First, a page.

Evaluating Invention Evaluation

December 13, 2022


In this article arguments are made against third party invention evaluation offers. The opinion expressed is that they give the inventor any useful information and are generally just based on an opinion. An inventor may receive a positive or negative evaluation but in either case the inventor may not know how to proceed.

Moreover, an invention with a positive evaluation could fail because of factors not considered in the evaluation.

On the other hand, an idea with a negative evaluation could very well succeed. A negatively evaluated invention or idea could perhaps be modified in such a manner as to improve the chances of success. Maybe if the business model were changed to target a different market or application, the chances of success could be greatly increased.

The purpose of this article is to give my arguments against general third party invention evaluation offers, and to describe to inventors/entrepreneurs a method for an evaluating the market potential of their idea or invention. In addition this method can be used to monitor their operations, if they decide to manufacture and/or sell their product themselves.

One Size Fits All Snap Shot Invention Evaluation

The arguments are not against all forms of third party invention evaluations. It is reasonable and prudent for a third party to do an evaluation if they are going to put some skin in the game. For example, a third party evaluates your invention and on a contingency of their positive evaluation, they represent you at no upfront costs as a licensing agent.

Furthermore, there are no objections if the company charges a reasonable upfront fee for the initial evaluation. This upfront fee is probably necessary to make some inventors think twice about submitting their idea. If not for this fee, some submissions might be poorly thought out ideas such as selling haircuts online or an at-home-ATM where software takes your debit card information and prints out cash on your color printer.

These types of ideas might have gotten funding during the inflation of the dot-com bubble but times have changed.

However, the arguments are against the types where they just hand you an invention evaluation and ride off into the sunset with the money. This often leaves the inventor standing in the lurch with no idea on how to proceed.

The one size fits all approach will not work. All markets are different and what may be important in one market may not be important at all in another. No one can know all possible markets and furthermore even if they do learn another market, their interpretations may be colored by previous experience. They could predict the market behavior based on unsuitable previous experience. One market will not generally behave like another.

Furthermore, any evaluation that is not ongoing and continual is just a snap shot. The economy and consequently the market environment are constantly changing. The competition will not just sit flat footed and let you encroach on their territory. They are most likely to respond in unexpected ways.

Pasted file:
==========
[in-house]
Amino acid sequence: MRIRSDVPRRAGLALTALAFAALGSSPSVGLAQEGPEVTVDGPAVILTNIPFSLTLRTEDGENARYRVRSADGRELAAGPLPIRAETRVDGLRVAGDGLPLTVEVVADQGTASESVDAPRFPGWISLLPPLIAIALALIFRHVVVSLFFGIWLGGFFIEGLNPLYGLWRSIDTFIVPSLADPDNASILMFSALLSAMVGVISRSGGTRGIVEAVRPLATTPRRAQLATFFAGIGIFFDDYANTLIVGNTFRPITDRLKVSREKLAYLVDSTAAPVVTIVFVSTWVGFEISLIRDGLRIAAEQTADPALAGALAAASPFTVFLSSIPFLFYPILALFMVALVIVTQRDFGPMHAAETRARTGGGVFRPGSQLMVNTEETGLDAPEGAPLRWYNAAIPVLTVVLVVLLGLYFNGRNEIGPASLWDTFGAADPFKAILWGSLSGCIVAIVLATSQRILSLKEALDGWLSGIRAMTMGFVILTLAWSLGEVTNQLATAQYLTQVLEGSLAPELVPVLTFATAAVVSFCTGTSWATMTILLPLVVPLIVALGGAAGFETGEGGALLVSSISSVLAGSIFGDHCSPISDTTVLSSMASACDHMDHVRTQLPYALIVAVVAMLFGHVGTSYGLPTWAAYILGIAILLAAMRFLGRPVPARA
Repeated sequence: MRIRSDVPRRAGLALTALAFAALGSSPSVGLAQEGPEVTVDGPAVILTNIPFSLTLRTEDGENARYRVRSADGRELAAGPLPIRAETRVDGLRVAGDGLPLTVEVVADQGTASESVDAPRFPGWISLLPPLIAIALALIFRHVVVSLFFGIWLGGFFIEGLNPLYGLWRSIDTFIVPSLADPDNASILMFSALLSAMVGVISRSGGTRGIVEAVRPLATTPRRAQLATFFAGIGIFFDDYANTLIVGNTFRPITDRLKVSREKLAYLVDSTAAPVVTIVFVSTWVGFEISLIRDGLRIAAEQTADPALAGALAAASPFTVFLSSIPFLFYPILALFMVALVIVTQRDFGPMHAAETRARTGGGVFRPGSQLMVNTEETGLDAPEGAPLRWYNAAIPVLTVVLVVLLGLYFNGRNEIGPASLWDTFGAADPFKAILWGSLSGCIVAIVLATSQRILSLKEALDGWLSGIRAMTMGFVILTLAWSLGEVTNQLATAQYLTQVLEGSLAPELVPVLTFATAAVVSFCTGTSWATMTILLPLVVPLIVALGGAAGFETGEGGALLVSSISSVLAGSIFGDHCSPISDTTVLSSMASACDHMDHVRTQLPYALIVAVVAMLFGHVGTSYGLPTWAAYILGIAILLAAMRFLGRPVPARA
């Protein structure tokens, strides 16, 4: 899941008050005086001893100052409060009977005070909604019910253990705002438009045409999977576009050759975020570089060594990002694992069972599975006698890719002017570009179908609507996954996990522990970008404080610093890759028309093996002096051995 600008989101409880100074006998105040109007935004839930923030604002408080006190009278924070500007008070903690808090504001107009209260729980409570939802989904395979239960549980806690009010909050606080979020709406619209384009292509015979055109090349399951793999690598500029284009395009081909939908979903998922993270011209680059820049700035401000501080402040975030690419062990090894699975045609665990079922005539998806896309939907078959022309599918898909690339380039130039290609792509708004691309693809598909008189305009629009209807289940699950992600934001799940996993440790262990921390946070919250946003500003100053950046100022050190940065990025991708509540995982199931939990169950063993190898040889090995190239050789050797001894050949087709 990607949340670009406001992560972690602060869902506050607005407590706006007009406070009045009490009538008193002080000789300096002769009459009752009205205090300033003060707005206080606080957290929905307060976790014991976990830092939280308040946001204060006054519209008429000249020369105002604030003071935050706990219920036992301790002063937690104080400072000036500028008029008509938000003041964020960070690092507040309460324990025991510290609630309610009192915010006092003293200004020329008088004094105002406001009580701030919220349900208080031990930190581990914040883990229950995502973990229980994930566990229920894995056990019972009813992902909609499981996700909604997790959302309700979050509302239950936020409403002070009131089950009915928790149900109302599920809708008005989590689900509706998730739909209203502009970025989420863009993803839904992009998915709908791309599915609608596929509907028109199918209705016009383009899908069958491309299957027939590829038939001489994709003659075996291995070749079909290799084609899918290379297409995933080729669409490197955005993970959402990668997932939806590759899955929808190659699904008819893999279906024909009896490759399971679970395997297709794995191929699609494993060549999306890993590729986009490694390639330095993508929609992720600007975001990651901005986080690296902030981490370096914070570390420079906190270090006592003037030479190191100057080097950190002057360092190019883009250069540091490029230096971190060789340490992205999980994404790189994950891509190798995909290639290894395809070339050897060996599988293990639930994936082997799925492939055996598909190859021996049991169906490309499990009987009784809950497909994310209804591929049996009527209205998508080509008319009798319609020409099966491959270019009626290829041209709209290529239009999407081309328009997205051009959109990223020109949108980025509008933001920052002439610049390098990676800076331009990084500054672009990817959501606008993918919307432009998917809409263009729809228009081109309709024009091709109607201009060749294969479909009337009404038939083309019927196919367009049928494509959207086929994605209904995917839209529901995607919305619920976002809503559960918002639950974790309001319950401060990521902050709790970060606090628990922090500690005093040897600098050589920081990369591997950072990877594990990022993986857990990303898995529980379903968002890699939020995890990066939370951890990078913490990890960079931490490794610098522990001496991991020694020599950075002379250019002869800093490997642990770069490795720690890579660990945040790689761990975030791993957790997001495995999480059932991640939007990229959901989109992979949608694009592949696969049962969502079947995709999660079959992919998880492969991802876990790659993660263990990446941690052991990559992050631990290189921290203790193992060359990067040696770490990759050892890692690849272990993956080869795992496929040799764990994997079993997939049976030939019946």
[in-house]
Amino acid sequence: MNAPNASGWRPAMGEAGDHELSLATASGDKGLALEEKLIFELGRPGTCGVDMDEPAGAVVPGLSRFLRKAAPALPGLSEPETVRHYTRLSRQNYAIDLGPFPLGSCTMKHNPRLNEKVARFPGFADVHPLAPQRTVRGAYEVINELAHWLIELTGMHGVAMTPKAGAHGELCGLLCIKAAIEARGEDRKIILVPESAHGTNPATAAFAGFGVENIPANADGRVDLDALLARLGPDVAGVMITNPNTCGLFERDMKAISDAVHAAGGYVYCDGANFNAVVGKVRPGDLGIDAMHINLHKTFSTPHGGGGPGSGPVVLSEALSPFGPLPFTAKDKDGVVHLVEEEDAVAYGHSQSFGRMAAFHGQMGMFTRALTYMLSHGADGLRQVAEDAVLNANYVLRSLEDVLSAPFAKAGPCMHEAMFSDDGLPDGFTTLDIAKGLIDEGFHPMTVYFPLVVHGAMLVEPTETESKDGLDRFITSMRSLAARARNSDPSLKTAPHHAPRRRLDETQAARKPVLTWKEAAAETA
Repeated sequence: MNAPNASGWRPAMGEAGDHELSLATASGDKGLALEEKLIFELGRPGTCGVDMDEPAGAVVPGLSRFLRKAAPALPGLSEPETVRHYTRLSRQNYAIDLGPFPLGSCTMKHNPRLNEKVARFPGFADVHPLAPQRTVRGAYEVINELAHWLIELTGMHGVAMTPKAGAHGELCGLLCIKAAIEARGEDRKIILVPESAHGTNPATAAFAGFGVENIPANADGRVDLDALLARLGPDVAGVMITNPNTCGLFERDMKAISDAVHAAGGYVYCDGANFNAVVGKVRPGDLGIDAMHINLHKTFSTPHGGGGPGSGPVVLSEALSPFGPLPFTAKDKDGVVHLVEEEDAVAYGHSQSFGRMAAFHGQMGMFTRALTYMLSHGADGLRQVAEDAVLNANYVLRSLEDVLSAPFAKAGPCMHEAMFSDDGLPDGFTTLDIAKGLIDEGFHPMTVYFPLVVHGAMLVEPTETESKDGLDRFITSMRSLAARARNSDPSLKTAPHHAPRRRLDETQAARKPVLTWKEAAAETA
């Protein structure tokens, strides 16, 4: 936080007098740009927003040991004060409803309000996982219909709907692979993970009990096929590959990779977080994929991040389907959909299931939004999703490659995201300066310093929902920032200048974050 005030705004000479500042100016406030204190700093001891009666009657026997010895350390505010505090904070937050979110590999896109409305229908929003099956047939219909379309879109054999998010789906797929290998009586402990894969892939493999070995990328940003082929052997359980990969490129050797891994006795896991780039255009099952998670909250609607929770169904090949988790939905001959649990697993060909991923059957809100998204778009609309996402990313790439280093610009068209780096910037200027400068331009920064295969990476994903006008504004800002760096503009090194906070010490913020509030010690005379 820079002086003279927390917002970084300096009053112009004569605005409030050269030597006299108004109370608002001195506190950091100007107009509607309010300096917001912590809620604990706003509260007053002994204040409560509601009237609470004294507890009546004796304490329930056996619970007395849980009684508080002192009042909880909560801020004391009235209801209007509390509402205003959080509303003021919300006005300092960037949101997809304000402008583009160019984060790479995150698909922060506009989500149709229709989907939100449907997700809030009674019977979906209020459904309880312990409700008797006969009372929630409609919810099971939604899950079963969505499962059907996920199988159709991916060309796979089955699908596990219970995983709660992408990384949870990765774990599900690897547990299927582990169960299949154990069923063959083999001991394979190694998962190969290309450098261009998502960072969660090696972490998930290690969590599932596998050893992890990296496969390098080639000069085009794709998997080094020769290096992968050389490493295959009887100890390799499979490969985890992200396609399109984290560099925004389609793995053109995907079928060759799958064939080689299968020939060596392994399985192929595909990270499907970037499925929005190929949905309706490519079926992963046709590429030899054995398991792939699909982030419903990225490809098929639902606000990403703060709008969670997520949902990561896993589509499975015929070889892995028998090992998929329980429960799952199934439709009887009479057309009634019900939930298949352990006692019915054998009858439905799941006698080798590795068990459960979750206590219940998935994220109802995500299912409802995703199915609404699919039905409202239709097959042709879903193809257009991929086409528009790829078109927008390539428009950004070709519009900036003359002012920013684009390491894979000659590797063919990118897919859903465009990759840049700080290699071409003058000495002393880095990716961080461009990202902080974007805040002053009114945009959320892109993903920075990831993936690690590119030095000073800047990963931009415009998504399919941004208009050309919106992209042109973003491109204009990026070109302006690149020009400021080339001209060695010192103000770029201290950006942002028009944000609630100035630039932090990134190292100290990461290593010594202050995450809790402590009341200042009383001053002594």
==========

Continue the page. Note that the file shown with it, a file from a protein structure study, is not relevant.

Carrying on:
The success of an idea or invention can also be affected by legal decisions. For example a decision can affect the costs of your product liability insurance or get your product dropped by a retail chain. An inopportune legal decision can make your product appear as a high risk item.

New legislation might be passed that could drive up the costs of manufacturing and marketing your product. New tariffs and duties might be imposed. New environmental regulations might also, directly or indirectly, effect your costs.

Natural disasters can also affect the business model, as a hurricane did a few years ago. The hurricane heavily damaged off-shore oil rigs. invention ideas    This negatively affected production capacity and drove up fuel prices. As a result, most major shipping companies added a fuel surcharge to their invoices. new invention idea

The experience and character of the inventor has a big affect on the success of an idea or invention. They may be risk adverse and unwilling to take financial risks or the inventor might not fully understand the character or magnitude of such risks. In addition, personal or family problems might unexpectedly appear and impact the inventor’s ability to manage or fund the project.

Since, in most cases, the paid for third party evaluation is a snap shot – a subjective judgment call based on fixed conditions – it has a limited shelf life. They are similar to battle plans in that they rarely survive an encounter with the enemy. It would be like setting sail with last week’s weather forecast. There is a real need to constantly monitor the economic/market weather conditions and respond by adjust the project’s course.



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